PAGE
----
By Gilbert de Guzman, MD
She has been with us for five years. A single mother in her late 40s, our helper is hard-working and very reliable. In one of our usual chitchat, I suddenly noticed that her belly was glaringly bigger than usual.
Despite her perky character, she looked pale and weak. I jokingly asked her, “Why is your tummy big? Are you pregnant?” She laughingly replied, “What do you mean? Immaculate Conception?”
Then she turned serious. She admitted that she had also observed how her belly doubled its size in the past six months but attributed the change to her voracious appetite. She noted a prolonged menstruation period—one lasting for 10 to 14 days and consuming six to eight menstrual pads a day. She had also been getting tired easily.
I measured her belly and found its size to be similar to that of a woman who is five months pregnant. She told me she dismissed all her symptoms as mere part of her menopausal phase.
Hysterectomy at 47
I had her examined by my ob-gynecologist-friend. A pelvic ultrasound revealed Myoma Uteri, a benign tumor of the uterus. Also, her Complete Blood Count showed anemia which could be due to her abnormal menstrual bleeding. She then underwent surgical removal of her uterus, fallopian tubes and ovaries (a procedure called Total Hysterectomy with Bilateral Salphingo-Oophorectomy).
What is Myoma? What makes one susceptible? Should you start calling your life insurance agent once you are diagnosed with the condition?
Myomas: Are You At Risk?
Myoma or Leiomyoma is the benign tumor of the muscle cells. Alternately, it is called as fibroids or fibromyoma.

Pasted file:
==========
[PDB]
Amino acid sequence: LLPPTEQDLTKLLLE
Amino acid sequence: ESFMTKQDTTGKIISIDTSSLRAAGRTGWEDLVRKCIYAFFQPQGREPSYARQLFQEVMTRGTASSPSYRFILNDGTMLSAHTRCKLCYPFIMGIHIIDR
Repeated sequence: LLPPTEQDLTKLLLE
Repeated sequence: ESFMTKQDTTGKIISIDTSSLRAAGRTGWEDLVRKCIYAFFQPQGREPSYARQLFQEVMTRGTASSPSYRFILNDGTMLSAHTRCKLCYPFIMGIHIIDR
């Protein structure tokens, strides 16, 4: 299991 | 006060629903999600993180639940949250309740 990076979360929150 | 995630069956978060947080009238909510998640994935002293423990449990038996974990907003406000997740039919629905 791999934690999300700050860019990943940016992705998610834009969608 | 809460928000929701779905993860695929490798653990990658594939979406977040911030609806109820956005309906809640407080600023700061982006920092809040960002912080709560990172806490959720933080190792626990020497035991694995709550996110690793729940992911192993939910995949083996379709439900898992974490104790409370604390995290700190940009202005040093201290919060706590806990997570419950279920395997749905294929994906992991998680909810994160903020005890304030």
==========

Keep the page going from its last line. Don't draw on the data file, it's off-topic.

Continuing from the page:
It is the most common pelvic tumor among women.
Myomas can arise in any structure with smooth muscles, but in the pelvis, majority are found in the uterus, referred to as “Myoma Uteri.” In the succeeding section, allow me to use the term Myoma instead of Myoma Uteri as I refer to the smooth muscle tumor of the uterus.
Unfortunately, most, if not all of the risk factors associated with development of Myoma are not controllable:
• Increasing age (women in the fifth decade of life are the most frequently affected age group)
• Early Menarche (i.e. first onset of menstruation)
• Low parity (i.e., low number of pregnancies/deliveries)
• Intake of tamoxifen (a chemotherapeutic drug)
• High fat diet
There’s a reason it’s called bad diet. Photo credit: By Lucasmartin2 (Own work) [CC BY-SA 4.0 (http://creativecommons.org/licenses/by-sa/4.0)], via Wikimedia Commons
The common denominator for the above risk factors is prolonged exposure to high levels of estrogen. For example, women who are single, have never been pregnant, or had their menstruation earlier than the average first onset of menstruation, have higher risks as compared to those who are married and have given birth.
When one gets pregnant, high levels of estrogen temporarily cease and get replaced by the pregnant hormone HCG (or Human Chorionic Gonadotrophin). Likewise, obesity, high fat diet, and long-term use of tamoxifen are all linked to high estrogen levels in the body.
Most Myomas reduce in size following menopause but often enlarge during pregnancy.
As to genetic predisposition, African-American Women have the highest incidence while Hispanics and Asian Women have the same incidence as White women. Apparently, there is familial tendency. That is, if your mother or grandmother had Myoma, your risk to develop one is higher.
Next: Knowing the Signs and Symptoms – Hit “Next” below.